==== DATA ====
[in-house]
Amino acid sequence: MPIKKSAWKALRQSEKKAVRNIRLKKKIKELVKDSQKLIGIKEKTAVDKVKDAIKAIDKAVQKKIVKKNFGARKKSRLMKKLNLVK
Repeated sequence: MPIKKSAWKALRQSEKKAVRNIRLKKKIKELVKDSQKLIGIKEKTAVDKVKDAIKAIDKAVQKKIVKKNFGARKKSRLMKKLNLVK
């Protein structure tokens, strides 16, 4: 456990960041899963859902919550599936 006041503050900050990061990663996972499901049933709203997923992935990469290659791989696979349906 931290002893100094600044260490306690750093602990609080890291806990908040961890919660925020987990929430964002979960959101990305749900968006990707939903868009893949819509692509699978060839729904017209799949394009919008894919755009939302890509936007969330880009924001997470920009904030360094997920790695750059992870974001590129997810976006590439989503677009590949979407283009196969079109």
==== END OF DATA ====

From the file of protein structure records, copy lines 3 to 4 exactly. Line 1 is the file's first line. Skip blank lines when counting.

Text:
Repeated sequence: MPIKKSAWKALRQSEKKAVRNIRLKKKIKELVKDSQKLIGIKEKTAVDKVKDAIKAIDKAVQKKIVKKNFGARKKSRLMKKLNLVK
């Protein structure tokens, strides 16, 4: 456990960041899963859902919550599936 006041503050900050990061990663996972499901049933709203997923992935990469290659791989696979349906 931290002893100094600044260490306690750093602990609080890291806990908040961890919660925020987990929430964002979960959101990305749900968006990707939903868009893949819509692509699978060839729904017209799949394009919008894919755009939302890509936007969330880009924001997470920009904030360094997920790695750059992870974001590129997810976006590439989503677009590949979407283009196969079109």